Healthy option: aside from blending the drink yourself, go to a juice shop or smoothie shop where they make it in front of you. More importantly—learn to look beyond (far beyond) the label, font, and claims on the front of a juice. Just look at the ingredients on the back, and choose one that has nothing but the organic fruits and greens you want.
6. “Healthy” Nut Butters
If you follow me on Instagram or YouTube, you know I love nut butters. However, nut butters become fake healthy when brands add a bunch of unnecessary ingredients that will cause bloating and unwanted weight gain. Let’s take the brand Earth Balance, for example. The label on the front says “natural peanut butter and flaxseed.” That sounds amazing. But then you flip it over, and all of a sudden you see ingredients like “peanut oil, agave syrup, palm fruit oil, and salt.” I mean, peanuts are already filled with natural oils, so why do they feel the need to add peanut oil and palm fruit oil? Always look for nut butters that have no added sugar—there is literally no need to add agave to peanut butter. (Agave also has more fructose than high fructose corn syrup, and heads straight to the liver. It’s just as bad as cane sugar. More on that in the following section.)
Better option: raw, unroasted, unsalted nut butters. I recommend raw, because when you roast almonds, walnuts, or any nut, they lose some of their nutrients. Raw is easier to digest and better for you. I personally love Artisana and MaraNatha. Still, check the label, as these brands often make different variations (some MaraNatha products are not raw, while others are).
In the past couple years, there have been so many new sugar alternatives. We have coconut sugar, stevia, monk fruit, agave, and many more. But the one I want to single out is agave. Sugar, in general, should be avoided (and I think most of us know that), but I have a problem with agave companies that try to brand their product as a “healthy” and “all-natural” sugar alternative, when the heating process of turning an agave plant into a syrup actually destroys any nutritional benefits, and we’re left with a glorified sugar syrup that has more fructose than high fructose corn syrup. When a product, like agave, is high in fructose, that means it’s high in a sugar that our body is not able to properly process. Because we can’t process it, it ends up being metabolized to fat (which is why it can cause weight gain, high blood pressure, and can even contribute to Type-II Diabetes). Agave companies have labeled and branded themselves so well that most people would pick agave up at the store and think they’re making a healthy choice, but this is just another fake healthy food that everyone should be aware of! Agave is no better than regular old sugar. If you want a cleaner option, use coconut nectar or stevia drops—a little goes a long way with them, and they will not spike your blood sugar levels or be stored as fat.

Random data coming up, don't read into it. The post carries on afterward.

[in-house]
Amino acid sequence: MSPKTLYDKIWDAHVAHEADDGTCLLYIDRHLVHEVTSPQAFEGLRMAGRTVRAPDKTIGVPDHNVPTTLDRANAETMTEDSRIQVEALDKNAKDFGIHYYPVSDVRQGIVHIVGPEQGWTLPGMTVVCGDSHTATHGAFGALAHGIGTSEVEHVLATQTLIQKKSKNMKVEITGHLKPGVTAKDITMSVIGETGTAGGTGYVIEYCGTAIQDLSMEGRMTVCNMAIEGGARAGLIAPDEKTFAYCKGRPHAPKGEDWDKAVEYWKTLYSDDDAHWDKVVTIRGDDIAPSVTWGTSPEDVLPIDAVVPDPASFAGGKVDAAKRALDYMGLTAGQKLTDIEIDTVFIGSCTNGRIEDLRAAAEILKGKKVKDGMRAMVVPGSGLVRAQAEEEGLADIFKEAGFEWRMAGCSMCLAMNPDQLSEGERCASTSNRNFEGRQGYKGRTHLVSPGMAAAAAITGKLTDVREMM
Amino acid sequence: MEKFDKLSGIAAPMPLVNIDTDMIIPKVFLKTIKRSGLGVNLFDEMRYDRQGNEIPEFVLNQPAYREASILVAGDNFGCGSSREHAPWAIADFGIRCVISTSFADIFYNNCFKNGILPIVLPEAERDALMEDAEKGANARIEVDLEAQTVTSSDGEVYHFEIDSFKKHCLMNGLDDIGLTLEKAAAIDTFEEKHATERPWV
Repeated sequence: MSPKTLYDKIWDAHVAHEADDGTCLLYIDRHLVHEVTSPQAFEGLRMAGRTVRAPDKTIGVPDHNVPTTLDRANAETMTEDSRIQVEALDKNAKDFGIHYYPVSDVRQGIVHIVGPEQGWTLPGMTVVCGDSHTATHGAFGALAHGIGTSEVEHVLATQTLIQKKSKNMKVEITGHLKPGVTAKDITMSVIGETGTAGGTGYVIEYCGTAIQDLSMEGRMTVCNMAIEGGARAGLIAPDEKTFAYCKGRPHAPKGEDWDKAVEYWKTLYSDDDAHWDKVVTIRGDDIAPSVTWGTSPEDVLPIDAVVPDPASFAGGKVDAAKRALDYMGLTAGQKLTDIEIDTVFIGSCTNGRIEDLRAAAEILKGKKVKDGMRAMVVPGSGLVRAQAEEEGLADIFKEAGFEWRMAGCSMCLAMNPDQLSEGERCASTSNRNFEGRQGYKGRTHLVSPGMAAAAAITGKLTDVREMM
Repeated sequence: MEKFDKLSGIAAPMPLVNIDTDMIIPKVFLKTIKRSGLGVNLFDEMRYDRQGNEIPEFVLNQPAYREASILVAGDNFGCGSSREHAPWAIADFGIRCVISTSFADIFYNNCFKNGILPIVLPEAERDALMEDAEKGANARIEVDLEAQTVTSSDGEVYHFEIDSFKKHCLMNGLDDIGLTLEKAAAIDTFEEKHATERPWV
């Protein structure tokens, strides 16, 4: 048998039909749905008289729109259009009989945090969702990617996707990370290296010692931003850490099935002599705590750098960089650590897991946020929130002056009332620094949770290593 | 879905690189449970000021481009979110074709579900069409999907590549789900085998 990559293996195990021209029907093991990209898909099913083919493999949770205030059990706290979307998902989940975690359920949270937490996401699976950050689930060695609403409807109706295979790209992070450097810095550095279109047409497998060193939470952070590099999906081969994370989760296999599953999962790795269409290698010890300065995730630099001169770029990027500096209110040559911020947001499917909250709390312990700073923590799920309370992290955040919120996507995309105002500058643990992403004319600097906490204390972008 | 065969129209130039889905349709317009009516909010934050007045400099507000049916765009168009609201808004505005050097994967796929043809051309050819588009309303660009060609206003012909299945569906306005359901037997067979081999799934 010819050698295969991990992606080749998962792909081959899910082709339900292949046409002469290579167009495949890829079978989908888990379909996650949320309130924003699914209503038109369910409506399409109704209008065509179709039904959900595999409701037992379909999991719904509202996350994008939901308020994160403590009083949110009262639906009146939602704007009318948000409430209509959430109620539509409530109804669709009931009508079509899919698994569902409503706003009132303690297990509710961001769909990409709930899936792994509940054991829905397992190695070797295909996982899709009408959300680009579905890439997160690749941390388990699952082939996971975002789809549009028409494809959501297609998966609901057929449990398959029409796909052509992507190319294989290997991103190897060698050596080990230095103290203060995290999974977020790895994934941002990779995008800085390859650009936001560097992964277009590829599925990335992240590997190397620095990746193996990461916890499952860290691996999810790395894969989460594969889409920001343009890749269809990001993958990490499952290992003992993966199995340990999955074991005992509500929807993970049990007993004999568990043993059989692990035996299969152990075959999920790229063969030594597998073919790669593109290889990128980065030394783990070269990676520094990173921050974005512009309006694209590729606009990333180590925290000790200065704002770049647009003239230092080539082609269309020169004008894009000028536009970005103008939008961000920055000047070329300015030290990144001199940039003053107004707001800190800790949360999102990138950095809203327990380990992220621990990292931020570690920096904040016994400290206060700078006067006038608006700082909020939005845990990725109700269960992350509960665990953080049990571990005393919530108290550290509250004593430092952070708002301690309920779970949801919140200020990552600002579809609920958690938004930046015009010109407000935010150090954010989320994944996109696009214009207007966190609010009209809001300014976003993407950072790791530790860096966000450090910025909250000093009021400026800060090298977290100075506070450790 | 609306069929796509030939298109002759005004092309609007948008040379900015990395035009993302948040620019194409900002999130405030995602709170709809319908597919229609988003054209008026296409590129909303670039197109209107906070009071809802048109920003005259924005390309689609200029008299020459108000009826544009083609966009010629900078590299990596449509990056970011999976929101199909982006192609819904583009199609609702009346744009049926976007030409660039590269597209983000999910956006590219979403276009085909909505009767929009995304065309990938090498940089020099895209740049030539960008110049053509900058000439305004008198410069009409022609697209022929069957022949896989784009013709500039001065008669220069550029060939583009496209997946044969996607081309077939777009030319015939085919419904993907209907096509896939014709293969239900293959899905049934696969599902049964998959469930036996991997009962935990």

Images: Amazon (5); Shutterstock (3)
Over the last few weeks, I’ve been tracking macros on MyFitnessPal. Initially, I was doing it to try and get back on Keto. (By “back on,” I mean I did it for two weeks before a vacation once.) Unsurprisingly, I bailed on Keto (nothing is low-carb enough!!!). and I then decided my #newyearnewme would be about counting macros instead. I’m currently using this calculator, which I found via this highly reliable fitness Instagram. I’m not even being sarcastic—there’s very good advice on there. My biggest challenge with macros so far has definitely been keeping my fat content in check. Within a week, I realized I knew way less about which foods are high fat than I thought. For example, I had a day of what I considered very healthy eating (salads! oats! grain bowls!), and then discovered my diet had been 60% fat. And this is why I have trust issues. So, I did some research into which of my “healthy” choices were causing that high fat content. I’m not talking about obvious fats—you should all know that baked goods are full of bad fats and avocados are full of good fats. These are the sources of fat you’re not as likely to guess as, say, a fried chicken sandwich or a BLT with mayo.